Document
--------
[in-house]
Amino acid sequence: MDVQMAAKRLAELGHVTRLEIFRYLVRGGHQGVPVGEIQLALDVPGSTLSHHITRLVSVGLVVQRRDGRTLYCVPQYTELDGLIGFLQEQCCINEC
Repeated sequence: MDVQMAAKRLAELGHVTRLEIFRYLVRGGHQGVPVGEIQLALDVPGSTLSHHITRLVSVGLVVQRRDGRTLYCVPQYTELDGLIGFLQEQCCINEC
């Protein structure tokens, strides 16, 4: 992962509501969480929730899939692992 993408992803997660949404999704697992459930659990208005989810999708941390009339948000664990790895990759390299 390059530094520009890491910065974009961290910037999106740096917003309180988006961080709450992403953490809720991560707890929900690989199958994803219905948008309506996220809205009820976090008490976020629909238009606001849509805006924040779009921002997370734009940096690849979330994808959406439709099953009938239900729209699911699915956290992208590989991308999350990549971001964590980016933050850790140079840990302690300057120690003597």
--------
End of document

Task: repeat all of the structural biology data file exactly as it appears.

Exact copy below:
[in-house]
Amino acid sequence: MDVQMAAKRLAELGHVTRLEIFRYLVRGGHQGVPVGEIQLALDVPGSTLSHHITRLVSVGLVVQRRDGRTLYCVPQYTELDGLIGFLQEQCCINEC
Repeated sequence: MDVQMAAKRLAELGHVTRLEIFRYLVRGGHQGVPVGEIQLALDVPGSTLSHHITRLVSVGLVVQRRDGRTLYCVPQYTELDGLIGFLQEQCCINEC
């Protein structure tokens, strides 16, 4: 992962509501969480929730899939692992 993408992803997660949404999704697992459930659990208005989810999708941390009339948000664990790895990759390299 390059530094520009890491910065974009961290910037999106740096917003309180988006961080709450992403953490809720991560707890929900690989199958994803219905948008309506996220809205009820976090008490976020629909238009606001849509805006924040779009921002997370734009940096690849979330994808959406439709099953009938239900729209699911699915956290992208590989991308999350990549971001964590980016933050850790140079840990302690300057120690003597």